COVID-19 Rent Deferment
The City of San Diego has instituted a temporary moratorium on residential and commercial evictions, due to nonpayment of rent. It is based on when the tenant demonstrates a substantial decrease in income or substantial out-of-pocket medical expenses, resulting from the COVID-19 pandemic.
A landlord shall not take any action to evict a tenant; if the tenant provided written notice to the landlord, on or before the rent was due, that payment cannot be made due to the pandemic. The tenant will have one week to provide the landlord documentation, or objectively verifiable information, that the tenant is unable to pay rent due to the financial impact relating to COVID-19. If this documentation is provided, no legal action can be brought to recover rent or late charges or to bring forth an eviction action. A tenant, who is afforded protection under this ordinance, will have up to six months to repay this rent deferment. The six month period commences from the time that Governor Newsom declares the emergency is over. This ordinance covered the period through May 31, 2020 unless extended.
If the tenant does not show proper documentation, a landlord is free to pursue legal action.
Tenant Requesting Repairs
Even though your tenant may be entitled to defer rent payments up to six months, landlords are still obligated to maintain the premises. A lack of income does not excuse the obligations of the landlord. Landlords during this pandemic are required to make repairs, pay for water, sewer and trash services. In addition, they need to maintain the premises, pay property taxes and of course make their mortgage payments.
Accessing the Premises to Make Repairs
One of my clients received an Order to Comply from Building and Safety to make a repair inside an apartment unit. The tenant, who was the one that made the complaint, was served a 24 hour access notice. This tenant is now stating that due to the Coronavirus, she will not allow anyone into her unit. Of course my client is facing a deadline to complete the repair. Based on the State of Emergency, I do not believe that a court would force a tenant to allow workmen into a unit, even upon the service of a proper access notice. I advised my client to discuss this with the Building & Safety Inspector and to ask for an extension until the pandemic is declared over.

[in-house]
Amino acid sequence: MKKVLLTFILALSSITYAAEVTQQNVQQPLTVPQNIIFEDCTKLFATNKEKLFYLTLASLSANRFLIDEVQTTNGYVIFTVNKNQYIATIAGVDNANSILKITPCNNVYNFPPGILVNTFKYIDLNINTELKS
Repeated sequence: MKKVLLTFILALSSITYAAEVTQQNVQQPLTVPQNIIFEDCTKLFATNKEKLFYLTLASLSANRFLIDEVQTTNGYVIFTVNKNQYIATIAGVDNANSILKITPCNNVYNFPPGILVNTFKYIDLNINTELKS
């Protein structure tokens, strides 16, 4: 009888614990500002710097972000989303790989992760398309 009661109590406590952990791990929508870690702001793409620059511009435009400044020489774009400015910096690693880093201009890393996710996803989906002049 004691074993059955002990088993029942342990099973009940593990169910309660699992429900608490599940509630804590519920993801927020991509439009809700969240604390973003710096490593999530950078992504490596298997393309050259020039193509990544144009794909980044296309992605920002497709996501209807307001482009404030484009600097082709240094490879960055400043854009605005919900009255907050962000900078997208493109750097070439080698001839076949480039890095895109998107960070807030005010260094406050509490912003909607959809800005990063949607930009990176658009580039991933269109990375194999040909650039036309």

Request to Terminate a Lease
Many tenants have been asking landlords to terminate their lease, due to the Coronavirus. A desire to relocate as a result of a job termination is their stated reason. Be advised that a loss of employment does not relieve a tenant from the obligations of their lease. While rent can be deferred for up to six months, the law does not allow for rent forgiveness. A landlord can make an economic decision to do so, but it is not required.
Judicial Council Delays All Eviction Cases
Apparently, without legal authority, the California Judicial Council has delayed the prosecution of all unlawful detainer actions. Wikipedia defines this body as follows:
The Judicial Council of California is the rule-making arm of the California court system. In accordance with the California Constitution and under the leadership of the Chief Justice of the Supreme Court of California, the council is responsible for “ensuring the consistent, independent, impartial, and accessible administration of justice.”
Pursuant to the Emergency Rule as instituted by the Judicial Council, a court may not issue a summons on a complaint for unlawful detainer. By not allowing the issuance of a summons, an eviction action cannot be served. This rule is applicable to all unlawful detainer cases, regardless if it is unrelated to the pandemic. A health and safety issue would be the only exception. Additional Emergency Rules have also been promulgated to prevent existing unlawful detainer actions from being completed. These Emergency Rules are set to expire NINETY DAYS after the Governor declares the State of Emergency over.
If a homeowner has sold his tenant occupied house, the Emergency Rules as enacted by the Judicial Council, will have a dramatic effect on the ability to complete the sale. If a tenant has been served a proper 60-Day Notice to Vacate, the landlord will not have the ability to enforce the termination notice. While an eviction action can be filed, the court will not issue a summons, preventing the landlord from attaining possession. Clearly, if possession cannot be delivered to the buyer, the sale could be lost. Again, the issuance of the summons is not related to the effects of the pandemic as it applies to all unlawful detainer actions.
Tenant Withholding Rent
If your tenant has failed to pay rent prior to March, 2020, the tenant will be prevented from using the pandemic as an excuse to defer rent payments. Clearly, the effects of COVID-19 could not have been an issue for the payment of the February rent. In those cases, my firm has been serving a 3 day notice to pay the February rent. Thereafter a lawsuit is filed, though a summons will not be issued. A copy of the lawsuit is then sent to the tenant with a letter, inviting the tenant to contact the landlord to settle the matter. In many cases, this has had the effect of resolving the issue, as the tenant knows that a lawsuit has been filed.
Dennis Block, of Dennis P. Block & Associates can be reached for information on landlord/tenant law or evictions at any of the following offices: Los Angeles: 323.938.2868, Encino: 818.986.3147, Inglewood: 310.673.2996, Long Beach: 310.434.5000, Ventura: 805.653.7264, Pasadena: 626.798.1014, Orange: 714.634.8232, San Diego: 619.481.5423 or by visiting www.evict123.com. Now, you can also read Dennis Block on Twitter, www.twitter.com/dennisblock or text him at (818) 570-1557. “Landlord Tenant Radio Weekly Podcasts can be heard at any time at www.EVICT123.com or download the app “EVICT123”.